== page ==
This post first ran here on September 4, 2008.
Something I’ve learned about good, impactful writing in fiction is knowing when you are “telling” the readers your story and when you are “showing” it to them. There is a place in a good book for both methods, but the “shown” passages are always more dramatic and dynamic. They create two entirely different effects. Instead of telling you the difference, I will show you. Here is a short paragraph, an example of a story being told to the reader.
Bob walked over to the door. He turned the door knob, opened the door and started to walk outside. It was an icy cold winter day so he went back inside in a hurry and put on his coat.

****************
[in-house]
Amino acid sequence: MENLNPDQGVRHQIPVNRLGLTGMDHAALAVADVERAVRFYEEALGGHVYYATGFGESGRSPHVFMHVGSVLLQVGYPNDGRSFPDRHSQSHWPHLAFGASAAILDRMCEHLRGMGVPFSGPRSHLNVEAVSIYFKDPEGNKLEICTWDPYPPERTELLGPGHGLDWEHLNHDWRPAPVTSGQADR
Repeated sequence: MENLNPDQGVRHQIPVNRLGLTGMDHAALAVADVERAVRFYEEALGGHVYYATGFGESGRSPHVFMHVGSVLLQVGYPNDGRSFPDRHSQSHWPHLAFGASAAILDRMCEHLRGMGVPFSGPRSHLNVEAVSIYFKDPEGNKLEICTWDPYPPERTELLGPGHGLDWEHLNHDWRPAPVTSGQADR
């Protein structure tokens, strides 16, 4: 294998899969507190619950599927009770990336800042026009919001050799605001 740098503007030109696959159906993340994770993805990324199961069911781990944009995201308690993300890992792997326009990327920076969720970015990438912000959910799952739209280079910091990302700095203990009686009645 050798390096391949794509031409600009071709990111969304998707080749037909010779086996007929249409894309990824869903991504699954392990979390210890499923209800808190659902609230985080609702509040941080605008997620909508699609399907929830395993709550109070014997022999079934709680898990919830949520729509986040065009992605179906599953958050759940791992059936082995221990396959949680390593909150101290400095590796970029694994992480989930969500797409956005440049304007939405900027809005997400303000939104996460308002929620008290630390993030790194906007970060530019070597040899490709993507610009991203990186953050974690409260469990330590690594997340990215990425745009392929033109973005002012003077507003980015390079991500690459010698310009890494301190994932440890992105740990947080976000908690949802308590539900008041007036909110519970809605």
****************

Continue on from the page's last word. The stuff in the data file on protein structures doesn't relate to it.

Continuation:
Well, if I’m the reader I haven’t missed anything, I know what’s happening, but the passage doesn’t draw me into Bob’s world, doesn’t let me feel or sense much of anything. Now I’ll rewrite the same passage showing you the story.
Floor boards creaked underfoot. Step by step, across the room. The chill of cold brass felt smooth as the knob turned in his palm. A thunk nudged against the quiet as the bolt released from its locked position. The squeak of old hinges whined “please oil me” to Bob in their pivot. A final push and a step. Whistling arctic wind whipped against skin as shivers crept all up and down.
Wow. Cold. Bob thought better of his choice of clothing. Slam!
Nippy fingers worked their way through the dark foyer closet, feeling for heavy suede.
Isn’t that a lot more fun and entertaining to read?
Written by Marvin D Wilson